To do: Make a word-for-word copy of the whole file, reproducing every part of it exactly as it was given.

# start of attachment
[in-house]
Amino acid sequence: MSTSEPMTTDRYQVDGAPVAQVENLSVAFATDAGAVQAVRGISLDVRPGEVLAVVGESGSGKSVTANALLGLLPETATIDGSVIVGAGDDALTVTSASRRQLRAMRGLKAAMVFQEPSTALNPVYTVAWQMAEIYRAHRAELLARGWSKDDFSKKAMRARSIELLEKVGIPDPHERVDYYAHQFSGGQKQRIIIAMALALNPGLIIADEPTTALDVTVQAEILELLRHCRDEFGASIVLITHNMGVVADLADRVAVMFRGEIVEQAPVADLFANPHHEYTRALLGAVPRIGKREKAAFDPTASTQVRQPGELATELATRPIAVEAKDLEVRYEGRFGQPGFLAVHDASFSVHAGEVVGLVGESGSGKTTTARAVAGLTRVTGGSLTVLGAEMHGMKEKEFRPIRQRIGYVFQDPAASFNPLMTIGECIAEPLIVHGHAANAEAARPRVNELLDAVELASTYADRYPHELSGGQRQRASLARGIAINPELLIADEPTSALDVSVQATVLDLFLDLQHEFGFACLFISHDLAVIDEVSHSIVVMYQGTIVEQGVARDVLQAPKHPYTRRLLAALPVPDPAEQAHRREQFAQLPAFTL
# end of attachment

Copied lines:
[in-house]
Amino acid sequence: MSTSEPMTTDRYQVDGAPVAQVENLSVAFATDAGAVQAVRGISLDVRPGEVLAVVGESGSGKSVTANALLGLLPETATIDGSVIVGAGDDALTVTSASRRQLRAMRGLKAAMVFQEPSTALNPVYTVAWQMAEIYRAHRAELLARGWSKDDFSKKAMRARSIELLEKVGIPDPHERVDYYAHQFSGGQKQRIIIAMALALNPGLIIADEPTTALDVTVQAEILELLRHCRDEFGASIVLITHNMGVVADLADRVAVMFRGEIVEQAPVADLFANPHHEYTRALLGAVPRIGKREKAAFDPTASTQVRQPGELATELATRPIAVEAKDLEVRYEGRFGQPGFLAVHDASFSVHAGEVVGLVGESGSGKTTTARAVAGLTRVTGGSLTVLGAEMHGMKEKEFRPIRQRIGYVFQDPAASFNPLMTIGECIAEPLIVHGHAANAEAARPRVNELLDAVELASTYADRYPHELSGGQRQRASLARGIAINPELLIADEPTSALDVSVQATVLDLFLDLQHEFGFACLFISHDLAVIDEVSHSIVVMYQGTIVEQGVARDVLQAPKHPYTRRLLAALPVPDPAEQAHRREQFAQLPAFTL